Businesses Must Go Beyond Conventional On-the-job Training To Make It Happen
September 29, 2019

There is much activism about training at most workplaces. Private and government organizations have been factoring in how best to leverage its impact. These are not just postures, but heightened awareness influenced by many factors.

The conventional approach to training is transforming. There are evolving narratives on how to strengthen the developmental aspects of training, and experts continue to devise strategies. There seems to be a unilateral conclusion that effective training guarantees productivity and stronger engagement, as well as assures financial efficiencies.

New generation training regimes are being delivered, which involve interactive workshops, games, and group participation with the support of tech aids. The ongoing transformation is helping, but still, the entire approach needs a facelift. The new phase of training is shifting its focus from business continuity and excellence to that of being a critical business empowering tool.

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This is indeed a sweet awakening as more organizations adopt it as a matter of necessity. While establishments have started realizing the benefits, according to the process highest priority, it still needs a robust corporate push.

There is a visible resistance to prioritize training on top of the business’s agenda. Forget the tokenism of renaming departments as “Learning & Development”, L&D has to be integral to a company’s core organization strategy with full engagement of its C-suite and each of its departments.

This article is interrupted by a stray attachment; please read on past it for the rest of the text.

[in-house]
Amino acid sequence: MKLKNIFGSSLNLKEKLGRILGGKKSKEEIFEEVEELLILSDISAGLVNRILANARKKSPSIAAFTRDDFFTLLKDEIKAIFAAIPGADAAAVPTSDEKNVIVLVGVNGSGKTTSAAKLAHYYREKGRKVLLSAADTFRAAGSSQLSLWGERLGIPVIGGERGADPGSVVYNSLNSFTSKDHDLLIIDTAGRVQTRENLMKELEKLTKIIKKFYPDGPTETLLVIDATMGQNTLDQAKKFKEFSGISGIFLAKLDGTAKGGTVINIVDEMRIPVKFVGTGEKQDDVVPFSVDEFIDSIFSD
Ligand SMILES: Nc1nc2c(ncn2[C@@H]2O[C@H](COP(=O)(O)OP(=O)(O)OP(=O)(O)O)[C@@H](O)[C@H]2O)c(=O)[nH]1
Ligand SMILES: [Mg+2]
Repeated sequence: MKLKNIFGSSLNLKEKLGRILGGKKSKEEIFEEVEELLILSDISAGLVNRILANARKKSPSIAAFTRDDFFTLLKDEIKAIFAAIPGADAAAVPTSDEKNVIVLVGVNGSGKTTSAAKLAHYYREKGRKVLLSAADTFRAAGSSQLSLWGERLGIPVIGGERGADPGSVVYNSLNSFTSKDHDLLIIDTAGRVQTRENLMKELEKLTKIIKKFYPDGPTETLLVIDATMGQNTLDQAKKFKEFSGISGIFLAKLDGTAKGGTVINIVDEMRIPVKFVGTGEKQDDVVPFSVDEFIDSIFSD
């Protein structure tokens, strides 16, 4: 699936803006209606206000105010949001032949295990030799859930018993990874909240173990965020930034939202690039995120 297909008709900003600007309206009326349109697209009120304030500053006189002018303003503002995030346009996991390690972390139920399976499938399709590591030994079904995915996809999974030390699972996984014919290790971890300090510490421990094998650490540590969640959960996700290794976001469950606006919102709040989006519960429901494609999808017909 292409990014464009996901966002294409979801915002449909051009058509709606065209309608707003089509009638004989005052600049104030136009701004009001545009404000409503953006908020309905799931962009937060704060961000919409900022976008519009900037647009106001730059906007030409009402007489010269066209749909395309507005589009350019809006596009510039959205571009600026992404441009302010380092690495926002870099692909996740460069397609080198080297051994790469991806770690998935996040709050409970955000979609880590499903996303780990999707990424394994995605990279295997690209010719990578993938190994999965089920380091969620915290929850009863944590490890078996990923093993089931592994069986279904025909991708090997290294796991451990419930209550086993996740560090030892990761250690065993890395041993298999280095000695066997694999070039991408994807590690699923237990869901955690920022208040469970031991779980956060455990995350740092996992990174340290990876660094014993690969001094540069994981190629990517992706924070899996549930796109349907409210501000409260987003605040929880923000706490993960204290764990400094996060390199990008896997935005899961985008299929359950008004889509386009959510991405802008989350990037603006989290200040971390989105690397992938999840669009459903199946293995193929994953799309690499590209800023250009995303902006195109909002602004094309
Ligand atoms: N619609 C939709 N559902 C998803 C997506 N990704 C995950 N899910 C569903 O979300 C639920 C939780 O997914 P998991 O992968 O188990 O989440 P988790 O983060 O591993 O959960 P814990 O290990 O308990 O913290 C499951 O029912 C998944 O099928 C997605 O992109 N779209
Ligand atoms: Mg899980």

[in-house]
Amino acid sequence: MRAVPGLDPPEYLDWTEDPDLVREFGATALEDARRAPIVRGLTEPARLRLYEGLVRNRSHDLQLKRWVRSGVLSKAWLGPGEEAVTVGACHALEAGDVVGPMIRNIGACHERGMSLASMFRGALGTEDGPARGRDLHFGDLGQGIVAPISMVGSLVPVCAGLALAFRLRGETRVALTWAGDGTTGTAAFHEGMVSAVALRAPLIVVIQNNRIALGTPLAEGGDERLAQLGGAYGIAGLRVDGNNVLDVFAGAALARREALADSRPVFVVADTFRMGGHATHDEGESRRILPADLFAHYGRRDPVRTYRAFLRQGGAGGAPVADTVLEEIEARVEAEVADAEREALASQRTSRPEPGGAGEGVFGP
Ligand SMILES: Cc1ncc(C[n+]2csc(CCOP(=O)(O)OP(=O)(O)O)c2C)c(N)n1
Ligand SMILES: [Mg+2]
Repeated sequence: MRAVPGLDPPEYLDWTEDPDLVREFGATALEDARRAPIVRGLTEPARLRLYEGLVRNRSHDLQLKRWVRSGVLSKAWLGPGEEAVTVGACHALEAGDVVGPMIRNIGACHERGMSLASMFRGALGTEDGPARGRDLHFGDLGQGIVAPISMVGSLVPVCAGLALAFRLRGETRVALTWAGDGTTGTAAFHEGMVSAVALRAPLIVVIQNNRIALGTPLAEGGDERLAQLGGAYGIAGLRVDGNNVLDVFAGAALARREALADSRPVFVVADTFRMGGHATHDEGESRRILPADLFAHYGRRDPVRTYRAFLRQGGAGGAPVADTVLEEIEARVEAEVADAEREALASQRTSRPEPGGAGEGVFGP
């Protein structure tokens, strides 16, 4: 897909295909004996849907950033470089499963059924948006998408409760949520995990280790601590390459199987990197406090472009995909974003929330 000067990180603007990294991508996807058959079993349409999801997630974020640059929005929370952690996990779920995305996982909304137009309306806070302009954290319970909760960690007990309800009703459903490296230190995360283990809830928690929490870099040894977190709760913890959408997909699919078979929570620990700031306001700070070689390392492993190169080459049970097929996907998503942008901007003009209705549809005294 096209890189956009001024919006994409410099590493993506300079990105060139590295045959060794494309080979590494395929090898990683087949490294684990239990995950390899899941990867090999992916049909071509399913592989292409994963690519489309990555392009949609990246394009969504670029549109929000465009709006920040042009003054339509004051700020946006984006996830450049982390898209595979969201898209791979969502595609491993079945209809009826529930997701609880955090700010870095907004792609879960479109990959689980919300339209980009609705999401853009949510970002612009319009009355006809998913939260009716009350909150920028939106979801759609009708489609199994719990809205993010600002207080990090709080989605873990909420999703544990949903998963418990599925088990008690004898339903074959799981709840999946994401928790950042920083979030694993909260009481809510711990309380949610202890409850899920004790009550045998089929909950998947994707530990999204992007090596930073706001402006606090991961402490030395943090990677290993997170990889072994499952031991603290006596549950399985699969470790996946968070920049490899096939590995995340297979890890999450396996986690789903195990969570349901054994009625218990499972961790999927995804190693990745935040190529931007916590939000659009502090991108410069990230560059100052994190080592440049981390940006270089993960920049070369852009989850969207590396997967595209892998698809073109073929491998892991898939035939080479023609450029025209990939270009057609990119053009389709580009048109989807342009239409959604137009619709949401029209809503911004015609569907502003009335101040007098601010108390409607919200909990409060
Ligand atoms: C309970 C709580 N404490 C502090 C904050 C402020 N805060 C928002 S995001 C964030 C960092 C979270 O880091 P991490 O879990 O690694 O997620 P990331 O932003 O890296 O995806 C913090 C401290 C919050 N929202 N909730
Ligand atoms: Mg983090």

The current business climate is also not helping. About the cost factor, there is a lot of resistance. Businesses are torn between how to budget for training costs against the waning bottom line, as well as negate its treatment on its books. Should this cost be treated as an overhead or as a developmental expense?

The notion is that it is a “developmental cost” that helps businesses to reduce costs through productivity boost and related efficiencies. Nevertheless, the establishment is finding it difficult to provide for it amid falling margins. It is, therefore, time to engage sceptics to highlight the 360-degree benefit of training and bring in more believers to make training a business sustainability tool.

Managements need to adopt the L&D strategy and move away from traditional training and insipid corporate engagements. Businesses need more interactive learning tools and machine learning.

The C-suite has to embrace L&D as a mainstream need with specific calendars that are fully integrated with corporate strategy. Training must not be imparted only as a motivational boost, and its assessment must be based on the review of individual SWOT analysis and the company‘s desired goals from that employee.

The new learning approach must empower individuals and teams to transform their personal and professional goals and not just a ruse to escape the workplace.


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